Early Access – bridging innovation and commercialization of therapies

This year Inceptua can celebrate its 25th anniversary. We asked Mark Bainbridge, Sr. Director, Inceptua Early Access, to answer 5 quick questions about the important role Early Access is playing, the patient benefits, and when and how to deploy and anchor an Early Access program.

  • What is Early Access, and what role can Early Access play as a means to overcome the critical challenges facing biotech and pharma in relation to the innovation and commercialization of novel therapies?

    At Inceptua, ‘Early Access’ refers to any regulatory mechanism (e.g.; Named Patient, Expanded Access, Compassionate Use, etc.) which allows for the use of an unlicensed medicine to treat patients in an ethical and compliant manner.

     

    Assets are not necessarily ‘early’ in their development timeline.  More times than not, these are medicines where some reasonable level of efficacy and safety have already been established in clinical trials and may even be advanced as far as commercialization in one or more countries.

     

    Companies who make use of this type of mechanism typically do so in response to unsolicited physician/patient requests for access to their drug, being unapproved in their respective countries.  In making a new therapy more widely accessible in this manner, companies can help to prioritize the unmet needs of patients and engage new physicians, while maintaining a degree of protection over their asset in terms of how, when and where it may be used.

  • What are the patient benefits of Early Access?

    Factors such as country participation and inclusion criteria can often limit the treatment populations for clinical trials; and the commercial launch of a new product does not occur simultaneously in all countries across the globe.  Therefore, the demand for an innovative or life-changing therapy will almost always exceed patients’ ability to access it solely through a clinical trial or commercial pathway. 

     

    One of the greatest benefits of Early Access is that it expands the potential treatment options for physicians and their patients with unmet medical needs when all other clinical and commercial alternatives have been exhausted.

  • What are the typical case scenarios where an Early Access Program is relevant to consider?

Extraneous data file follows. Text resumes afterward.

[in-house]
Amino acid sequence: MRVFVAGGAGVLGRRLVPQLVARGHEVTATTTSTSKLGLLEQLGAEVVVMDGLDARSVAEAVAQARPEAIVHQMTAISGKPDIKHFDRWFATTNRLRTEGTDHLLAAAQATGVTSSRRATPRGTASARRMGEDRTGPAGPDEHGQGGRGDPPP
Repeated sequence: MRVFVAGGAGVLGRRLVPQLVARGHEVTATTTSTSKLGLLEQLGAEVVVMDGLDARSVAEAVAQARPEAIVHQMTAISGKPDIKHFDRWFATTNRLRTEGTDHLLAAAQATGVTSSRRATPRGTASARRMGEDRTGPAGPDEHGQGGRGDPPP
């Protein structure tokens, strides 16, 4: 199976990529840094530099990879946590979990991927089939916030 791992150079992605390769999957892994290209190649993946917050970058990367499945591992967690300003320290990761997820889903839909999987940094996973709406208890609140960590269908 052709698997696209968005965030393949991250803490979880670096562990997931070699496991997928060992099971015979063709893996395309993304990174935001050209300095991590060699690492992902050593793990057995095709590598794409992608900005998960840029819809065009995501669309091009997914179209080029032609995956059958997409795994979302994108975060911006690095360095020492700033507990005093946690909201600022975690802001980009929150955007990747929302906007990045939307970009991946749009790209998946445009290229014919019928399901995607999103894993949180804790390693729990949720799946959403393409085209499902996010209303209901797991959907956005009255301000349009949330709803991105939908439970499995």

An Early Access Program differs from a clinical trial, in that the primary intent is the treatment of patients vs. the collection of data and information for research purposes.

     

    Along those lines, Early Access programs are typically applicable whenever a life-changing or, in some cases, life-saving treatment cannot be obtained commercially or through a clinical trial; and these scenarios exist across an asset’s lifecycle.

     

    For instance, patients who do not meet study criteria or live in an area or country with no study sites may still benefit from a treatment under an Early Access program.  Companies may also use this type of program to continue therapy for study patients and, thus, bridge the gap between study closure and commercial availability.  Additionally, there are patients residing in countries where local approval and commercialization take years or may never occur who can be treated through this kind of program.

  • When should pharma companies ideally start considering/planning for Early Access and how is Early Access ideally integrated in the product lifecycle and anchored in the organization?

    Over time, planning for Early Access programs has gone from being completely reactive to much more proactive.  Companies are taking greater care to anticipate the attention and unsolicited demand a new, innovative medicine might generate and make plans to address access requests ahead of time.

     

    As is usually the case, starting sooner rather than later is always more beneficial, and companies can certainly formulate strategies to assess the direction of their portfolio and its various assets early on in the development lifecycle; and, in doing so can better identify the potential treatment ‘gaps’ that could exist as products move through Phase 2 and Phase 3 clinical trials into their peri-approval stage and commercial rollout, and be set-up in advance to address those needs, when applicable.

  • What are the key steps to implementation and deployment of the program, and how does Inceptua Early Access help clients to succeed?     

    The successful launch of an Early Access program is frequently the result of thoughtful planning and solid management; and, once again, proactivity is preferred over reactivity.  In advance of any program, Inceptua work with clients to help assess the product landscape and determine program feasibility with respect to potential demand and the various, country-specific regulations and requirements.

     

    As mentioned, the primary objective of Early Access programs is to get medicine to a patient who needs it; and, in that regard, it is critical to have efficient processes in place.  Inceptua has the experience, expertise and infrastructure necessary to support and carry out all activities for the receipt, qualification, approval and fulfillment of requests.

Mark Bainbridge

Mark is a highly-experienced life science professional with an extensive track record working in the early access space. Mark is spearheading Inceptua’s Early Access offering  in the US.  

 

Mark Bainbridge

Sr. Director, Early Access

Mark Bainbridge is on LinkedIn

Connect with Mark to learn more and stay in touch

Latest News and Insights